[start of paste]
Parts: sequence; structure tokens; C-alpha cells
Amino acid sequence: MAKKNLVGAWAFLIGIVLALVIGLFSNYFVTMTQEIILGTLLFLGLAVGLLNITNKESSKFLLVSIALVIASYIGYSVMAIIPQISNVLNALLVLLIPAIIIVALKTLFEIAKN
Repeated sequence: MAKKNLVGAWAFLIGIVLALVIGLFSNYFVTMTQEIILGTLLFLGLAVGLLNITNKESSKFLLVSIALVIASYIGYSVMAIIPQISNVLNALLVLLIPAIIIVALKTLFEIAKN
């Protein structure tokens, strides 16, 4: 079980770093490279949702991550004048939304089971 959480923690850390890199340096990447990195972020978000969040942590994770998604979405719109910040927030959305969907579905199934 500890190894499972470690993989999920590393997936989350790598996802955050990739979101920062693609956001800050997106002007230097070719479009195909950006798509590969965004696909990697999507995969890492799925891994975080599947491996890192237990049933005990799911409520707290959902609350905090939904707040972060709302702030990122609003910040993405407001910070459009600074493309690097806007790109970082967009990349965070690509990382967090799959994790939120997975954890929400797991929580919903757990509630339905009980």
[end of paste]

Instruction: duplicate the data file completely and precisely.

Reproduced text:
Parts: sequence; structure tokens; C-alpha cells
Amino acid sequence: MAKKNLVGAWAFLIGIVLALVIGLFSNYFVTMTQEIILGTLLFLGLAVGLLNITNKESSKFLLVSIALVIASYIGYSVMAIIPQISNVLNALLVLLIPAIIIVALKTLFEIAKN
Repeated sequence: MAKKNLVGAWAFLIGIVLALVIGLFSNYFVTMTQEIILGTLLFLGLAVGLLNITNKESSKFLLVSIALVIASYIGYSVMAIIPQISNVLNALLVLLIPAIIIVALKTLFEIAKN
């Protein structure tokens, strides 16, 4: 079980770093490279949702991550004048939304089971 959480923690850390890199340096990447990195972020978000969040942590994770998604979405719109910040927030959305969907579905199934 500890190894499972470690993989999920590393997936989350790598996802955050990739979101920062693609956001800050997106002007230097070719479009195909950006798509590969965004696909990697999507995969890492799925891994975080599947491996890192237990049933005990799911409520707290959902609350905090939904707040972060709302702030990122609003910040993405407001910070459009600074493309690097806007790109970082967009990349965070690509990382967090799959994790939120997975954890929400797991929580919903757990509630339905009980």